SAN FRANCISCO -- What once had the makings of a high-stakes drama -- featuring a sharp-tongued billionaire and a CEO fighting to save his job -- now looks more like a routine gathering stripped of any surprises.
once much-anticipated shareholder meeting takes place in San Jose, Calif., on Friday, but the company's board composition has been largely decided already after activist investor Carl Icahn backed down from his proxy fight, agreeing to three board seats instead of gunning for all nine.
And if Icahn's announced decision not to make an appearance on Friday is any indication of what to expect, then shareholders are in for a tame meeting -- or at least one much tamer than it could have been.
"The proxy fight is over and it will not do shareholders or Yahoo! any good to have the annual meeting turn into a media event for no purpose," Icahn said in a statement Thursday to explain why he planned to not appear on Friday.
Icahn also struck a conciliatory tone that sharply contrasted his usual barbed comments directed at Yahoo! CEO Jerry Yang and the board since May, when he waged his battle to oust all nine directors in a bid to seal a merger with
"A few days ago, I met with both Jerry Yang and
Chairman Roy Bostock and I believe both gentlemen genuinely wish that we will be able to work together to enhance value," Icahn said. "While we still disagree on many points, I have great hope 'this will be the beginning of a beautiful friendship.'"
Compare that to his comments about two weeks earlier, when he accused Yahoo! of distorting the truth about a search deal that he and Microsoft had jointly presented (in lieu of an all-out merger), only to be rebuffed. Previous open letters to shareholders from Icahn portrayed Yang as incompetent and accused the board of botching a merger deal with Microsoft.
Now, because of a
last week, the board will make room for his candidates by expanding the total number of seats to 11, but that will happen only after Friday's meeting and shareholders will get no say.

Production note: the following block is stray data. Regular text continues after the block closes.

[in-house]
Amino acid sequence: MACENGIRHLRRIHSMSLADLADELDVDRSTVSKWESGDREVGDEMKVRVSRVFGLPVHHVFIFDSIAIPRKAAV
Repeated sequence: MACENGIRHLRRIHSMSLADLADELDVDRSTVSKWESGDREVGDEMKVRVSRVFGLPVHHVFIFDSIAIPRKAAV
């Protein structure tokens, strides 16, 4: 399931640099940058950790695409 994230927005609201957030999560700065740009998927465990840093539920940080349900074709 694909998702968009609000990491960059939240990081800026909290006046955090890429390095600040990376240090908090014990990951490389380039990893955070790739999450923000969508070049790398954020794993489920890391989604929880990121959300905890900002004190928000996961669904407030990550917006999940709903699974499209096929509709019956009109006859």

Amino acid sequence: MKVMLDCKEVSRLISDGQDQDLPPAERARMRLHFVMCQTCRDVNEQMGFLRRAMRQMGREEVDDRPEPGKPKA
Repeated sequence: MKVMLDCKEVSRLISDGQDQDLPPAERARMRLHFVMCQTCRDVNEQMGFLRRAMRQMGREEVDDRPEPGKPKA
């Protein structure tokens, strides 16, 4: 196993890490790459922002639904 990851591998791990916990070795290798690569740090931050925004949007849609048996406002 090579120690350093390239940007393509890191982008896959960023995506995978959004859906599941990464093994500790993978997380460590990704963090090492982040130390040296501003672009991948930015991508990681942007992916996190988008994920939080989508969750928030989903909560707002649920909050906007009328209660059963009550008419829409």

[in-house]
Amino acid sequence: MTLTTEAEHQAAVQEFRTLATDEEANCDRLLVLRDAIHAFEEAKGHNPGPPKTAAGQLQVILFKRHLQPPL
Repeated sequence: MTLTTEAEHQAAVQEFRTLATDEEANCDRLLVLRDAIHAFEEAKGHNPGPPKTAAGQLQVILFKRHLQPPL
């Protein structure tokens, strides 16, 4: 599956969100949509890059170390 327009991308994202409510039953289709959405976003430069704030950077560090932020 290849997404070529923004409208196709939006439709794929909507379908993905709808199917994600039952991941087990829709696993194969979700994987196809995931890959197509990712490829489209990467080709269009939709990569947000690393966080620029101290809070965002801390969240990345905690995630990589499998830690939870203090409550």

Icahn will occupy one seat while the board's nominating and governance committee will fill the remaining two by picking from a list of eight candidates from his original slate as well as Jonathan Miller, former Chairman and CEO of AOL, which is now owned by
Although shareholders will still get a chance to cast their votes for the current board members -- all except for Robert Kotick, who recently stepped down as part of the compromise -- it's unlikely to change anything. Even if a majority withholds votes for a candidate, thus forcing him to submit a letter of resignation, it's still up to the board to decide whether or not to accept it.
At best, shareholders will be able to express their disenchantment with Yahoo! and its handling of the merger with Microsoft, which ultimately fell apart and drove down the company's stock price. Before Microsoft made its proposal on Jan. 31, Yahoo!'s shares traded at $19.18. They skyrocketed to nearly $30 after the proposal, then plummeted back to $20 once the deal was killed.
Shareholders may also call Yahoo! to task on disappointing second quarter results from last week, in which profit tumbled 18.6% vs. a year ago.
"The focus this year for a lot of shareholders will be what's going to happen now with the settlement and the expansion of the board -- where is the company going?" says Warren Chen, a managing director at Glass Lewis, a proxy advisory firm.
Glass Lewis is recommending that shareholders withhold votes for three of the board's current members: Bostock, Ronald Burkle and Arthur Kern, all of whom received the most "withhold" votes at last year's shareholder meeting. The firm noted that each of the men sat on Yahoo!'s compensation committee last year, "during which time the company paid more compensation to its top executives but performed worse than its peers."
Activist shareholder Eric Jackson also is calling for withhold votes for the same three members, as well as Eric Hippeau, because he, like Kern, has served on the board for over 12 years, which Jackson said is too long given Yahoo!'s poor performance these last four years.
Indeed, Yahoo!'s yearly revenue grew 22% from 2005 to 2006, but only grew 8.5% from 2006 to 2007. Meanwhile, the company's shares have slid 15% from a year ago, and 27% from two years ago.
Yahoo's second-largest shareholder, Capital Research Global Investors, which owns a 6.5% stake, is rumored to be considering withholding votes for Bostock and Yang. A spokesman for the company declined to comment.
Legg Mason, Yahoo's third-largest shareholder, has already said that it will support the company's current board, which may have influenced Icahn's decision to abandon his proxy fight.
Icahn admitted on Thursday that he realized he didn't have enough votes from institutional investors to win his battle, leading him to work out a compromise with Yahoo!.
"In today's corporate governance system where large mutual funds control so much of the stock, it is extremely difficult to oust an entire board, no matter how strongly a large number of shareholders feel about the board's previous actions," he said in a statement. "Realizing I could not gain control, I saw no point in spending the final two weeks in a debilitating fight, where little would be accomplished except to build animosity between both camps and the end result would be no better than the compromise that was reached."